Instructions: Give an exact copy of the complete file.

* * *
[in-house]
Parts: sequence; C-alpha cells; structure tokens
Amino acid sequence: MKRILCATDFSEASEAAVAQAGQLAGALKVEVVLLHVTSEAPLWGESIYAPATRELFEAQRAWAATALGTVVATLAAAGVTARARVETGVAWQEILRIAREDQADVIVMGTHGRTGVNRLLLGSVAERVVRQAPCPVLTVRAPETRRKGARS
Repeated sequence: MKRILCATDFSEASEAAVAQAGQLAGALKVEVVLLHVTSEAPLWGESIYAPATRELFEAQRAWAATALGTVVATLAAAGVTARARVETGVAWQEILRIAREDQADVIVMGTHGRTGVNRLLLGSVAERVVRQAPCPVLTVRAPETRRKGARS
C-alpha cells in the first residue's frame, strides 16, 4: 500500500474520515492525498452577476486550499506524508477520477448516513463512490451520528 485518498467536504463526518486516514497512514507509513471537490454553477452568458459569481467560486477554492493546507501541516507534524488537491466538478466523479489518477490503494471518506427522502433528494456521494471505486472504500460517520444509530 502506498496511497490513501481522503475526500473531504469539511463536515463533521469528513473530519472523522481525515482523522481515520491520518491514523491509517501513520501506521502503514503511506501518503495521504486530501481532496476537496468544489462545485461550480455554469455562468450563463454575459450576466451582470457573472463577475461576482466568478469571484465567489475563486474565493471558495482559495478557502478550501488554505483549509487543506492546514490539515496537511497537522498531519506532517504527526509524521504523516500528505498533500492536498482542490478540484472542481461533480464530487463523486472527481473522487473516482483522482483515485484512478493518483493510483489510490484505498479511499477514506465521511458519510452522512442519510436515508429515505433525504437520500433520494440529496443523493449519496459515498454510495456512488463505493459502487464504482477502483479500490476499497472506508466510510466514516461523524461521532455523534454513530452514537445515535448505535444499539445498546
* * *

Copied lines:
[in-house]
Parts: sequence; C-alpha cells; structure tokens
Amino acid sequence: MKRILCATDFSEASEAAVAQAGQLAGALKVEVVLLHVTSEAPLWGESIYAPATRELFEAQRAWAATALGTVVATLAAAGVTARARVETGVAWQEILRIAREDQADVIVMGTHGRTGVNRLLLGSVAERVVRQAPCPVLTVRAPETRRKGARS
Repeated sequence: MKRILCATDFSEASEAAVAQAGQLAGALKVEVVLLHVTSEAPLWGESIYAPATRELFEAQRAWAATALGTVVATLAAAGVTARARVETGVAWQEILRIAREDQADVIVMGTHGRTGVNRLLLGSVAERVVRQAPCPVLTVRAPETRRKGARS
C-alpha cells in the first residue's frame, strides 16, 4: 500500500474520515492525498452577476486550499506524508477520477448516513463512490451520528 485518498467536504463526518486516514497512514507509513471537490454553477452568458459569481467560486477554492493546507501541516507534524488537491466538478466523479489518477490503494471518506427522502433528494456521494471505486472504500460517520444509530 502506498496511497490513501481522503475526500473531504469539511463536515463533521469528513473530519472523522481525515482523522481515520491520518491514523491509517501513520501506521502503514503511506501518503495521504486530501481532496476537496468544489462545485461550480455554469455562468450563463454575459450576466451582470457573472463577475461576482466568478469571484465567489475563486474565493471558495482559495478557502478550501488554505483549509487543506492546514490539515496537511497537522498531519506532517504527526509524521504523516500528505498533500492536498482542490478540484472542481461533480464530487463523486472527481473522487473516482483522482483515485484512478493518483493510483489510490484505498479511499477514506465521511458519510452522512442519510436515508429515505433525504437520500433520494440529496443523493449519496459515498454510495456512488463505493459502487464504482477502483479500490476499497472506508466510510466514516461523524461521532455523534454513530452514537445515535448505535444499539445498546